More than two thousand years after Socrates’s death, Mormon apostle Parley Parker Pratt used the Greek sage as a straw-man against which he presented a radically material afterlife. In an essay written early in 1844 titled “The Immortality and Eternal Life of the Material Body,” Pratt invoked the classic philosopher as among those professing a temporary–and therefore, insufficient–view of the physical tabernacle and who therefore epitomized those who held the hope “of escaping with nothing but their spirits, to some immaterial world.” In Pratt’s theology, the redemption of the spirit is only half of the eternal battle that Mormons believed in: “One of the principle objects of our blessed Redeemer,” he claimed, “was the redemption of our material bodies, and the restoration of the whole physical world from the dominion of sin, death, and the curse.” Pratt went on to postulate the future potentialities of human bodies: a physical, supernatural resurrection of their bodily form, accompanied by celestial glory added not only upon the immortal soul, but the immortal tabernacle. “What kind of salvation then do we need?” he asked. “I reply, we need salvation from death and the grave, as well as from our sins . . . a salvation not only of our spirits, but of our body and parts, of our flesh and bones, of our hands, and feet and head, with every organ, limb and joint.”[3]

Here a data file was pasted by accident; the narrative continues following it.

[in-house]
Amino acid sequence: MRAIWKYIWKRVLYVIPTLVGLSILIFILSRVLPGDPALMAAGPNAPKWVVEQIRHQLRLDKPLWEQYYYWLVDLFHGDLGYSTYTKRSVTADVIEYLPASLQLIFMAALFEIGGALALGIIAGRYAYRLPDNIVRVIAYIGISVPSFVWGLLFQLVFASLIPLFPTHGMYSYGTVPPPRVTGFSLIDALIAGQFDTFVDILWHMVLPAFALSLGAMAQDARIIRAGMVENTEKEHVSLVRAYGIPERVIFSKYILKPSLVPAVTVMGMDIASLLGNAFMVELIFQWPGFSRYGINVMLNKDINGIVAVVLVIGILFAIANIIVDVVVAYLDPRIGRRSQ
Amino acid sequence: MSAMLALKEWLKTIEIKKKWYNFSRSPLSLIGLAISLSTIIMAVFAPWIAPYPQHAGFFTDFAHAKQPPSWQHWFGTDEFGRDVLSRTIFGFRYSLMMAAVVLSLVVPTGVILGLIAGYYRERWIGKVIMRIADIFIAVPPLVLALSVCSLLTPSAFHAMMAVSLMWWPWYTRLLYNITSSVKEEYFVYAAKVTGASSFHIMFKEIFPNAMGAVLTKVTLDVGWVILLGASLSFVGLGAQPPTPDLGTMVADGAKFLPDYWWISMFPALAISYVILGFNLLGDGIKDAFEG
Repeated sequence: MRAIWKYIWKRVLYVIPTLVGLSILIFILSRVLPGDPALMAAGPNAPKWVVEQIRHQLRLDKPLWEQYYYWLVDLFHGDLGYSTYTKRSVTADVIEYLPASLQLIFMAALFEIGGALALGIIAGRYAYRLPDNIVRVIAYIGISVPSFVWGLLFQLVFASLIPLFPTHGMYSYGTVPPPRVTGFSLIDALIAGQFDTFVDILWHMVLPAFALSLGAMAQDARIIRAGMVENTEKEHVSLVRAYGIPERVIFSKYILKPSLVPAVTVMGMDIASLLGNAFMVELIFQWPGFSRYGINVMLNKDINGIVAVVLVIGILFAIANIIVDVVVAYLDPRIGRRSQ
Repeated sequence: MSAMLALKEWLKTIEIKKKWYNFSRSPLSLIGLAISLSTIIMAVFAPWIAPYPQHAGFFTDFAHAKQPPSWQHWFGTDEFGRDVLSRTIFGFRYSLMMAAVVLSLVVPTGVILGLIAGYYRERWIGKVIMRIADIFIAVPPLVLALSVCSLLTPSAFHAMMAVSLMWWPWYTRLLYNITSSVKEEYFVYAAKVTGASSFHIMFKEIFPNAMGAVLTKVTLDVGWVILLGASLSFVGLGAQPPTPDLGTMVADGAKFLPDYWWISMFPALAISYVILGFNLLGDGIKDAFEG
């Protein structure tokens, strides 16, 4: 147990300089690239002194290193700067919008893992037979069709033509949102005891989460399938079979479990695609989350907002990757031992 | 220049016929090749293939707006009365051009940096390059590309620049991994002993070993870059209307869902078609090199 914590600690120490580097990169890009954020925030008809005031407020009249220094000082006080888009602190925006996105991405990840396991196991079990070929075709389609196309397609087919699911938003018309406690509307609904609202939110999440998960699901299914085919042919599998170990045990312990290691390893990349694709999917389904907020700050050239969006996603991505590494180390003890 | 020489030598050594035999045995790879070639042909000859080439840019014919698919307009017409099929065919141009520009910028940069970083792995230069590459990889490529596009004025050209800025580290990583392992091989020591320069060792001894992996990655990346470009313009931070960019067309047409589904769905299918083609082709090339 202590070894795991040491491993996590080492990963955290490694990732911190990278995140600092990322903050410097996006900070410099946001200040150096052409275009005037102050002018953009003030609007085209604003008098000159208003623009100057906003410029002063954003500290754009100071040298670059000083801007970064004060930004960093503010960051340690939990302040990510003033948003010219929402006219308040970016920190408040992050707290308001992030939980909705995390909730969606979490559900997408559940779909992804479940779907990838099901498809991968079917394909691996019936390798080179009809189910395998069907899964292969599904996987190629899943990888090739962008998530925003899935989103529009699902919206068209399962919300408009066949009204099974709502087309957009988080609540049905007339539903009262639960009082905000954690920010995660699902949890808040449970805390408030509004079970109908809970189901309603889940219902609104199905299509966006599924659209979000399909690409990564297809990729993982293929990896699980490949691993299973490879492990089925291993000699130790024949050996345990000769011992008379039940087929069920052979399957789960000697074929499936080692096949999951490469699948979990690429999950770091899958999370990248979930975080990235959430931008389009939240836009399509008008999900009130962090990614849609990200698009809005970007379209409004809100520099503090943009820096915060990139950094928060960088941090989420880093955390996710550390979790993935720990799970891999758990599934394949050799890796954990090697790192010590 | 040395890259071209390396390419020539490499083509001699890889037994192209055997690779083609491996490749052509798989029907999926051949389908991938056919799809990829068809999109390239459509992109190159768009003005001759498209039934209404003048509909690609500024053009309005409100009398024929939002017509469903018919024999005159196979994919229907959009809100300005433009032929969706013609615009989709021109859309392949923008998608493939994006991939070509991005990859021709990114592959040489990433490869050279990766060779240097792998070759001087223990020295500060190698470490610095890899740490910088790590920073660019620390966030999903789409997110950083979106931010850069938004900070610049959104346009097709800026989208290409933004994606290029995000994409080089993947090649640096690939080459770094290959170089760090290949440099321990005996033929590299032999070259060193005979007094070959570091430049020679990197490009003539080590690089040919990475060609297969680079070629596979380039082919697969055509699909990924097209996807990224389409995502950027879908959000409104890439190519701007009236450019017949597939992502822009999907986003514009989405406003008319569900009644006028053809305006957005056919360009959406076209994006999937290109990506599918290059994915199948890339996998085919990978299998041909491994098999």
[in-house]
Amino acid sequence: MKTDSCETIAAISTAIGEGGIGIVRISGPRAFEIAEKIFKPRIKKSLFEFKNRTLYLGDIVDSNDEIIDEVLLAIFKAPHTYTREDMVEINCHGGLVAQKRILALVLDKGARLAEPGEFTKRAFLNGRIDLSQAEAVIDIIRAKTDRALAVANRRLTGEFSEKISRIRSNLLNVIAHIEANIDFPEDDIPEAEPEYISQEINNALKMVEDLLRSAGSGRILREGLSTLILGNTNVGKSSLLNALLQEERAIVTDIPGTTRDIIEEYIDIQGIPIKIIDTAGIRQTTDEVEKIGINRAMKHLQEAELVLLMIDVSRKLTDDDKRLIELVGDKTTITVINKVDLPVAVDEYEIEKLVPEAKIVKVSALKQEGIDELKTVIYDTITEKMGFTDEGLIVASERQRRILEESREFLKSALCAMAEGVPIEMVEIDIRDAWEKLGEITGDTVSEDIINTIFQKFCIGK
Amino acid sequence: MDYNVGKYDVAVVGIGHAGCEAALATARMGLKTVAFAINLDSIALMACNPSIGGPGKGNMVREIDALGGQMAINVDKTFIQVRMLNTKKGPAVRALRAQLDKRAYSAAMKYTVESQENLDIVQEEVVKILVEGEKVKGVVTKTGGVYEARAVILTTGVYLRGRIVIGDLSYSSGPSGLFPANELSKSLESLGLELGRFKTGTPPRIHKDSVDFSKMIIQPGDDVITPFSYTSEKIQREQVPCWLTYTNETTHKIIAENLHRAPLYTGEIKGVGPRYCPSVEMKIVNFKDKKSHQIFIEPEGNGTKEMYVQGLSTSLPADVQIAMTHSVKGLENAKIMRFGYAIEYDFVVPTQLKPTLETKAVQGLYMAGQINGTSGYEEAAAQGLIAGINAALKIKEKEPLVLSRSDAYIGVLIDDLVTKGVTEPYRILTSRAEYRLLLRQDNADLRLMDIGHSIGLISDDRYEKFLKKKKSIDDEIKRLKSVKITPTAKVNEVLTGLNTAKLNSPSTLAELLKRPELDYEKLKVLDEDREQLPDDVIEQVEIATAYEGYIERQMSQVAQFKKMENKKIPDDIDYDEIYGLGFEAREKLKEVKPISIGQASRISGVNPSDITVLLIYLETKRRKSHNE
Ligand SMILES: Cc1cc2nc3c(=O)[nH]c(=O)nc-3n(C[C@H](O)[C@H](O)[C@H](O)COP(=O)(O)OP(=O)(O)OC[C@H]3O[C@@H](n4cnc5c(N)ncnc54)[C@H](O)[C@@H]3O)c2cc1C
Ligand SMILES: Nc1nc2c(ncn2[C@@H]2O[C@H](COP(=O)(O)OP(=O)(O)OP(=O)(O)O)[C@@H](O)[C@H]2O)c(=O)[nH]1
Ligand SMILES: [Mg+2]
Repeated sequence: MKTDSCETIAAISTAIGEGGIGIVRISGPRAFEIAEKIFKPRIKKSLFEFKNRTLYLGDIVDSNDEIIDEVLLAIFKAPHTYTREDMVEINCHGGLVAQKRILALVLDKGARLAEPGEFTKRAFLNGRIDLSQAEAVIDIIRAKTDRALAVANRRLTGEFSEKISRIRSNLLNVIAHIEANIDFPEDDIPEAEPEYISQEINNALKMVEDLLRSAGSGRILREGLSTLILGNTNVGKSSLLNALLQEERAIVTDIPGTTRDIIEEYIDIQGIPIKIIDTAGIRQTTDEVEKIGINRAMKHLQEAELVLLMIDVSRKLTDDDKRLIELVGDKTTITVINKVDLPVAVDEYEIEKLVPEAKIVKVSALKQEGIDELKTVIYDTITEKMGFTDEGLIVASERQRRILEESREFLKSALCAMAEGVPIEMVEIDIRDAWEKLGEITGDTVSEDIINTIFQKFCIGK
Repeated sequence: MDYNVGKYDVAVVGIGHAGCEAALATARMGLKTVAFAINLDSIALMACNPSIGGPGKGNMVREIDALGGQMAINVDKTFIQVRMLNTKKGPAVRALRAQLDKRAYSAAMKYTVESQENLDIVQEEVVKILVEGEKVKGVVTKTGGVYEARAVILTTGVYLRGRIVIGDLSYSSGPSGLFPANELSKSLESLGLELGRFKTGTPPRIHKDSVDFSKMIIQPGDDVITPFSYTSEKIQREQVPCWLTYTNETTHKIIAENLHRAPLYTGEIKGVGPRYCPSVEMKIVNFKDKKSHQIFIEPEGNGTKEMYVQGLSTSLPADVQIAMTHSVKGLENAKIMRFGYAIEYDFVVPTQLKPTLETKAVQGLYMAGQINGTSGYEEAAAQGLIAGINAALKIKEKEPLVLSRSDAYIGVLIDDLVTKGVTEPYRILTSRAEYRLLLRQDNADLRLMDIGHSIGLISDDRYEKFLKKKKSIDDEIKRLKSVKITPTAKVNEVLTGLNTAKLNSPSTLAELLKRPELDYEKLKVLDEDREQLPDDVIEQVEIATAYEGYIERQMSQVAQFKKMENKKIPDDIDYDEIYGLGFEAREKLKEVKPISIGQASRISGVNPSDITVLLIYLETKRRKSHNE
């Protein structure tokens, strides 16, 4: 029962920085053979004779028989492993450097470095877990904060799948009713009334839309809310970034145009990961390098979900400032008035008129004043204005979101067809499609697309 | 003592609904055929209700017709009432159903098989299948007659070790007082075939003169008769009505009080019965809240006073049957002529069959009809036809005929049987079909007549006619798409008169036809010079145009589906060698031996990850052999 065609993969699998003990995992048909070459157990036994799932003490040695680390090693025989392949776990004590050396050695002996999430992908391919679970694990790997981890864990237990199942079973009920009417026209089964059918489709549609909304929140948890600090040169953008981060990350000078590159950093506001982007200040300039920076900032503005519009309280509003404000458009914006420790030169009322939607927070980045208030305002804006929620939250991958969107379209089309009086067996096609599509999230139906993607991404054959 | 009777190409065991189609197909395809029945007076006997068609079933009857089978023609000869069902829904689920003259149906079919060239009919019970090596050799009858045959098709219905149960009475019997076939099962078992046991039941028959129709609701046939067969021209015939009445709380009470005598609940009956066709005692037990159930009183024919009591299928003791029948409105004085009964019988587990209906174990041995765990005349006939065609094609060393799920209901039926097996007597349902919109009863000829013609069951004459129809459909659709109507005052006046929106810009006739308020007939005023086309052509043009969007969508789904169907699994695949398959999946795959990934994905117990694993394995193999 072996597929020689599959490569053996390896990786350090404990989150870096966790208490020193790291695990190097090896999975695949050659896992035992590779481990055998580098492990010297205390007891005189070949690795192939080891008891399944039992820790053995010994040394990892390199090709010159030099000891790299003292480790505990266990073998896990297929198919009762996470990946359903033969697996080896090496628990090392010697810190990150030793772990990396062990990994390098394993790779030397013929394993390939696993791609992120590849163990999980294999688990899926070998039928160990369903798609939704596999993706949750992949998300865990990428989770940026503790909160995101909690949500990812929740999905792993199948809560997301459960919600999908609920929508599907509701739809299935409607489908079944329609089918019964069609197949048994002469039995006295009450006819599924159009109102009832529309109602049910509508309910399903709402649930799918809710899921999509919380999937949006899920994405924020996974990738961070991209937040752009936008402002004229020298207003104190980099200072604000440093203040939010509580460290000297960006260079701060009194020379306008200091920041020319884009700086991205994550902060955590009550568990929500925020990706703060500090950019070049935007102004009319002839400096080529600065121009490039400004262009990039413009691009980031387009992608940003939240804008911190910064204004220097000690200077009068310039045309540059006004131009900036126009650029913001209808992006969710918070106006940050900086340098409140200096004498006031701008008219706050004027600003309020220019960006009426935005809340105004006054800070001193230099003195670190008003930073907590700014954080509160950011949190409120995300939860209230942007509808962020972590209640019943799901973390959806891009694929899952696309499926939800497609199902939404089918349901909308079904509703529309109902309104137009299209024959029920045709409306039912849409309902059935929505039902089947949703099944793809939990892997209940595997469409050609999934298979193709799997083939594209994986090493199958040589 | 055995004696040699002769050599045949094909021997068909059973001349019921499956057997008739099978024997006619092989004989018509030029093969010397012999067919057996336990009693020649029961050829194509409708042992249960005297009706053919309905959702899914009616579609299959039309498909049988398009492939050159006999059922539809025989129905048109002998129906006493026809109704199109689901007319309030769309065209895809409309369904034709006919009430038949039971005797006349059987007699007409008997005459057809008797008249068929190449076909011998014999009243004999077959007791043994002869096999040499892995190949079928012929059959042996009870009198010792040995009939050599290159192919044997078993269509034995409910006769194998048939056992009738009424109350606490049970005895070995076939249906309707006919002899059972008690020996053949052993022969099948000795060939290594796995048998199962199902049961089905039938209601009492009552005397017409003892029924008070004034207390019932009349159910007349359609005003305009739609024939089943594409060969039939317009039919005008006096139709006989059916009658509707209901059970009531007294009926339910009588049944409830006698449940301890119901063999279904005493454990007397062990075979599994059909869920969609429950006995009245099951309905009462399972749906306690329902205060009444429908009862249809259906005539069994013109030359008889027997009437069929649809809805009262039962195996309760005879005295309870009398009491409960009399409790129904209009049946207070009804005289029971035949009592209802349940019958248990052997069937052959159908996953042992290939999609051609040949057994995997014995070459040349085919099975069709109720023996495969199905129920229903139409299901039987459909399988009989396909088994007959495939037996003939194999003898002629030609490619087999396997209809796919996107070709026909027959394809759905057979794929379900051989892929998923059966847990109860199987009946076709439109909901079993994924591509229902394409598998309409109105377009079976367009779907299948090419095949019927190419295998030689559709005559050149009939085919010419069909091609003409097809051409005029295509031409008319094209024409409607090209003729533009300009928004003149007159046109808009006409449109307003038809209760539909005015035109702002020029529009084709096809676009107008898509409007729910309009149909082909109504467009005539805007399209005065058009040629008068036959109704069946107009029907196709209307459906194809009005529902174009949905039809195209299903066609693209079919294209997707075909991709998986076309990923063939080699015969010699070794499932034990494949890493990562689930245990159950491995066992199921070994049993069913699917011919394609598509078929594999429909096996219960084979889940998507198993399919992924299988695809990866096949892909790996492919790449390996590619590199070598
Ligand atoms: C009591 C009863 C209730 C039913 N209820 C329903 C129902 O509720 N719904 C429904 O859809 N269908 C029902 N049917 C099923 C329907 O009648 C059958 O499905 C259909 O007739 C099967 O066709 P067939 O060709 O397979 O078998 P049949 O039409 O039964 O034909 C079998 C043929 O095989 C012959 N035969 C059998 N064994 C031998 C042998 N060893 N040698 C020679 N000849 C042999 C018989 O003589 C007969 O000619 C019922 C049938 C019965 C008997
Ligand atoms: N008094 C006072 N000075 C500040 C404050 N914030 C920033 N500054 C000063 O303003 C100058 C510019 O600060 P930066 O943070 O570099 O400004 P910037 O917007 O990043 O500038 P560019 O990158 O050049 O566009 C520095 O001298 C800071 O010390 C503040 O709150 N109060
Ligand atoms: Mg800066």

The vast differences between the Platonic approach and Pratt’s are readily apparent. The former viewed the body as a temporary prison while absent from the intelligible world of Forms, the latter as a vehicle to the salvation of a domestic heaven. Indeed, these positions occupy opposite poles of a long-debated spectrum, offering the extremes of how to religiously approach corporality: Pratt’s radical materialism acts as a foil to the more traditional duality of spirit and matter. While positioning Pratt among later Christian writers collapses the contrast, LDS embodiment still stands unique. Placing early Mormon theology of the body within the larger Christian–and more importantly, antebellum Protestant–context provides a unique vantage point from which we can more fully understand its origins and implications. This paper seeks to analyze pre-Utah Mormonism’s views of embodiment, both to better understand the development early LDS thought and also to place Mormon theology within its larger culture.